Are you compelled to clip articles from magazines and other reading material and save them for later, or share them with your friends and family? Is it becoming a problem?
Clipping for yourself: The main question is, do you have an organized system for FINDING the clippings later? If you do not have a reliable way of organizing and filing these items, you might as well not have them. I would like to suggest to you that almost everything is indexed online now. Virtually all major magazines have indexed their articles, and if you’ll allow the possibility, they can be responsible for holding this information for you. I would recommend taking a few of your clippings and "testing" trying to find that information on Google, or directly on the magazine’s website. My guess is that you will be successful almost 100% of the time. This may give you the confidence to drastically reduce your clipping habits. It’s very time-consuming to handle this paper and file it and keep it, and it takes up a lot of space. Remember, you do not need to create your own personal library when there are literally libraries and search engines and others that do nothing but index information for you.
A helpful tool: A PDF maker. PDFs are a universal type of document that almost anyone can read on any computer. You can "print" a web page to save as a PDF document, using Adobe Acrobat Professional software or a less expensive "knock-off" product like Cute PDF. Saving a PDF of something you like online can allow you to organize it into your personal files on your hard drive, rather than printing something out and keeping it in your paper files.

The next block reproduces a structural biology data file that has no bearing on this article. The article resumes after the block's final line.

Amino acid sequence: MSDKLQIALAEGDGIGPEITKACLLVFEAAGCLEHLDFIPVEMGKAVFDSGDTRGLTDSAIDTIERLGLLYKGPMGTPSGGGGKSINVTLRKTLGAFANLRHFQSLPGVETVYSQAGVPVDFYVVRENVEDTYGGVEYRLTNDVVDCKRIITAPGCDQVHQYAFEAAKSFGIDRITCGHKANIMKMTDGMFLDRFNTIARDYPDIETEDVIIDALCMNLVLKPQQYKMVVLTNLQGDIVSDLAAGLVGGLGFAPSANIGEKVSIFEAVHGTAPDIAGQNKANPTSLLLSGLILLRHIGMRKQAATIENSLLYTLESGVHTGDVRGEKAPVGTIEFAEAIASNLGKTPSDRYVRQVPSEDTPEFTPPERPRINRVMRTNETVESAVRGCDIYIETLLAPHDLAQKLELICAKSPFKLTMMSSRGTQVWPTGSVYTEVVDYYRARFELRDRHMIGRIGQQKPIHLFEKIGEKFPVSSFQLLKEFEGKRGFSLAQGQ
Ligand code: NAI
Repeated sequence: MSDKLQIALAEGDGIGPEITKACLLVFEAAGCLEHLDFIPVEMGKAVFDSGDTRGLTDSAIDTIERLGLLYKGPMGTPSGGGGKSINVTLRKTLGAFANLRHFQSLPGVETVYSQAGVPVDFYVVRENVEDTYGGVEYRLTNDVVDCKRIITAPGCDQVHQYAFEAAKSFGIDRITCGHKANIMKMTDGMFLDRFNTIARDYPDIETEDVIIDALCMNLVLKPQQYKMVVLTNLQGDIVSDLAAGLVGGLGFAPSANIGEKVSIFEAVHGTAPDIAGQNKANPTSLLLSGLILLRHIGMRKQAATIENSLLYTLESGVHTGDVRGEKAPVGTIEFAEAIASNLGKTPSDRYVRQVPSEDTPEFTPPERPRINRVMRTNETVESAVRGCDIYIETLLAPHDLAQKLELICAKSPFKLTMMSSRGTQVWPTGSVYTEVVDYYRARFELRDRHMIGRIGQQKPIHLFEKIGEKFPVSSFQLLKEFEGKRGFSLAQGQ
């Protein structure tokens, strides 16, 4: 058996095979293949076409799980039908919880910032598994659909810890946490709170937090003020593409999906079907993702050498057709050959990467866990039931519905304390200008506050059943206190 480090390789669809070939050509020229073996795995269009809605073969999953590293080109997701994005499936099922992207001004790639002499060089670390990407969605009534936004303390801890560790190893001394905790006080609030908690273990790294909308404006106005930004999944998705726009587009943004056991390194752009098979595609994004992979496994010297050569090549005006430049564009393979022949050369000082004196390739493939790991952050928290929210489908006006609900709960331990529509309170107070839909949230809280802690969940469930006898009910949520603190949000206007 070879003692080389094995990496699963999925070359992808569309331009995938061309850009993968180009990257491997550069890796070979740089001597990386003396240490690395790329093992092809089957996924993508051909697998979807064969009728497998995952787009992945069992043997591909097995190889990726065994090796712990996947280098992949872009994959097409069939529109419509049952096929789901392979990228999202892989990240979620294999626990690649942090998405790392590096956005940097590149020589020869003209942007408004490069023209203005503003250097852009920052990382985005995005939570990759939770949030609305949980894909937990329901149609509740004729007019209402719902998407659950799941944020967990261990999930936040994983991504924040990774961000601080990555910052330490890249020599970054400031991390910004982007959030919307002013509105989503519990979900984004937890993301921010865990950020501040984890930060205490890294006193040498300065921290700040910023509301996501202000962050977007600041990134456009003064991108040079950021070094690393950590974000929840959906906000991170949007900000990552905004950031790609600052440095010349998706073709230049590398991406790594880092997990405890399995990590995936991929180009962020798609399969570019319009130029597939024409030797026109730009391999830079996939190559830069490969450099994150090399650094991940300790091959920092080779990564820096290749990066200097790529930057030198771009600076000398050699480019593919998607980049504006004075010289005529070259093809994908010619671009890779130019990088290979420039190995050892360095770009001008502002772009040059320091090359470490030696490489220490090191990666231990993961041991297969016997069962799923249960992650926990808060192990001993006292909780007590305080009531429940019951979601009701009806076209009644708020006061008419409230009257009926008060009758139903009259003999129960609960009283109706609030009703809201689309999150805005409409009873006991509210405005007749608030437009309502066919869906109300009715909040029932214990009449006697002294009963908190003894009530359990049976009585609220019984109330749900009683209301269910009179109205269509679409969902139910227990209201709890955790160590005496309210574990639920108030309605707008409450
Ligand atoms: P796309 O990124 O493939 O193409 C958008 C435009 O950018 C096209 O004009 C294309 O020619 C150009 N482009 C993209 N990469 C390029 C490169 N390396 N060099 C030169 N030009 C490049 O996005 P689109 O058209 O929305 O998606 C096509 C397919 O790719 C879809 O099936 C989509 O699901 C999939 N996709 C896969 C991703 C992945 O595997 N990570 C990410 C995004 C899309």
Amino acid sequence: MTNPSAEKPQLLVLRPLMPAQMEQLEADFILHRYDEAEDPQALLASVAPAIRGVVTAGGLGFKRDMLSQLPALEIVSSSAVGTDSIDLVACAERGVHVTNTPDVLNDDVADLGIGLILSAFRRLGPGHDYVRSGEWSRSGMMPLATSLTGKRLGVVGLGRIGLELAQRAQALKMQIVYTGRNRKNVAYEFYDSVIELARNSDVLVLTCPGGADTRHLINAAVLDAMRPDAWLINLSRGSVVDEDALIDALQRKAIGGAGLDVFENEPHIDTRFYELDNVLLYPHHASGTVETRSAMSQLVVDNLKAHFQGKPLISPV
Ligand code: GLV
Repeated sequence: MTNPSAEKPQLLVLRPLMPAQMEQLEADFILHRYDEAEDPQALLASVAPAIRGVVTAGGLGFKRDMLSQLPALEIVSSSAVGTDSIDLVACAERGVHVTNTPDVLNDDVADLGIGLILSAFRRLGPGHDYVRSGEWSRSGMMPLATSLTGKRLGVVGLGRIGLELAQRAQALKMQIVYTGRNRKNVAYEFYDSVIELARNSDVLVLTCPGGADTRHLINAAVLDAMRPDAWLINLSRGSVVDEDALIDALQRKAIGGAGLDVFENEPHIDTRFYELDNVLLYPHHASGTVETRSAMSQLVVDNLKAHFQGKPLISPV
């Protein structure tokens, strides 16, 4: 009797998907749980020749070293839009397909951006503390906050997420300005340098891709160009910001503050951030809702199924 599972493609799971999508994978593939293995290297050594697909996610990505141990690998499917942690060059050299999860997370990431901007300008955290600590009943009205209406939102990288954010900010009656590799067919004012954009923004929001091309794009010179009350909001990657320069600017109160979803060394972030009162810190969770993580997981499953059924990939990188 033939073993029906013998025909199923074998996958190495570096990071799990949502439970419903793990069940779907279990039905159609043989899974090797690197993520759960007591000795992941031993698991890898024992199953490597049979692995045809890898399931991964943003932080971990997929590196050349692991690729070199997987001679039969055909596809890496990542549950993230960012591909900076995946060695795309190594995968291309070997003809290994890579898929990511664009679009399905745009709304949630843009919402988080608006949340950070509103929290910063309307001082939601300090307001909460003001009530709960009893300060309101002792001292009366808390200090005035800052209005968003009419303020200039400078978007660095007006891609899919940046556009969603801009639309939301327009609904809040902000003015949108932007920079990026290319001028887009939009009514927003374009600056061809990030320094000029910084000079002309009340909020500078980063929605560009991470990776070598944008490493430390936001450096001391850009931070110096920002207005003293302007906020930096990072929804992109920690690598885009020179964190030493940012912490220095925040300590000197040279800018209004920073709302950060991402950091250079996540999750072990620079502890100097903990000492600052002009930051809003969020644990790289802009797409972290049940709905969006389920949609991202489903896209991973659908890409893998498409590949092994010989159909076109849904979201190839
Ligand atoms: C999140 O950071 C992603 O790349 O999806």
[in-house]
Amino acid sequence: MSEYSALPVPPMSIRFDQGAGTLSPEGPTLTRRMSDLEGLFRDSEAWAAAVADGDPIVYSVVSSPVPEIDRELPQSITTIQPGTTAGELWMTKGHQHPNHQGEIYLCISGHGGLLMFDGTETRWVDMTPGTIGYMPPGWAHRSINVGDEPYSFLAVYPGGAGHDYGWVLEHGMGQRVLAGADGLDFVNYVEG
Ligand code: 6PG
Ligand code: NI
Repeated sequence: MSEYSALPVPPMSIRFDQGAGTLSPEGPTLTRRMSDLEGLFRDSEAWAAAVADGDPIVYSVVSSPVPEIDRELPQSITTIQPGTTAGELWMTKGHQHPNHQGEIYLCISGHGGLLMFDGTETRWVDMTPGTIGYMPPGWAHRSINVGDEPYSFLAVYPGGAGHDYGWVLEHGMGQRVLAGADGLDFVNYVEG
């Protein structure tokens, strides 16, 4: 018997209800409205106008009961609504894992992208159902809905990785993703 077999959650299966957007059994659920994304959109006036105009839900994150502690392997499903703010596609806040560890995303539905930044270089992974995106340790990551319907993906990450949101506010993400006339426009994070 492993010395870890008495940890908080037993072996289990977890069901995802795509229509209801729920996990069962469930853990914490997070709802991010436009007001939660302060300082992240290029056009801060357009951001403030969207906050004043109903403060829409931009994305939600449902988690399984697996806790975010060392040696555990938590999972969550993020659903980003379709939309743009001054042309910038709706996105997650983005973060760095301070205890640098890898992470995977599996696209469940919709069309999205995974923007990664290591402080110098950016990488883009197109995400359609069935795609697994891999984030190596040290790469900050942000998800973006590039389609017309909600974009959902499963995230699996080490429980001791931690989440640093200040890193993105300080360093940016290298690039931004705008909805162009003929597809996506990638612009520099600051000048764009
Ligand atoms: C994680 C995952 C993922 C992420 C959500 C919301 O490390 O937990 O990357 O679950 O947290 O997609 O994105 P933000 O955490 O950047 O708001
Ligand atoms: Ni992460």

Clipping for others: The good news is that you are probably a very caring "people person" who really values your relationships. That is great! Let’s make sure you’re doing the best thing for the people you care about helping.
First, ask yourself honestly if this person truly wants the information. In my work as a Professional Organizer, I have a client who is a very well-intentioned "big sister." She is always wanting to send articles about health and wellness to her parents and siblings, along with parenting advice and similar items. We were able to broach the subject that perhaps these types of articles could be perceived badly as unsolicited advice, and that you have to be careful about the unspoken messages you’re sending along with the material.
Secondly, always ask yourself (again) if this information is available online. People nowadays would greatly prefer a link they can click on, read, and move on–rather than adding to their pile of paper they feel they must read and respond to. E-mail makes it much easier to share this information conveniently. It’s also much less time-consuming for you. The client I have mentioned above often makes 5-6 copies of an article to send out to various family members, so imagine the time savings of doing that vs. just addressing an e-mail to 5-6 people.
Hopefully this information gives you a different perspective to help relieve your clipping burden. I’d love to hear comments from the clippers out there!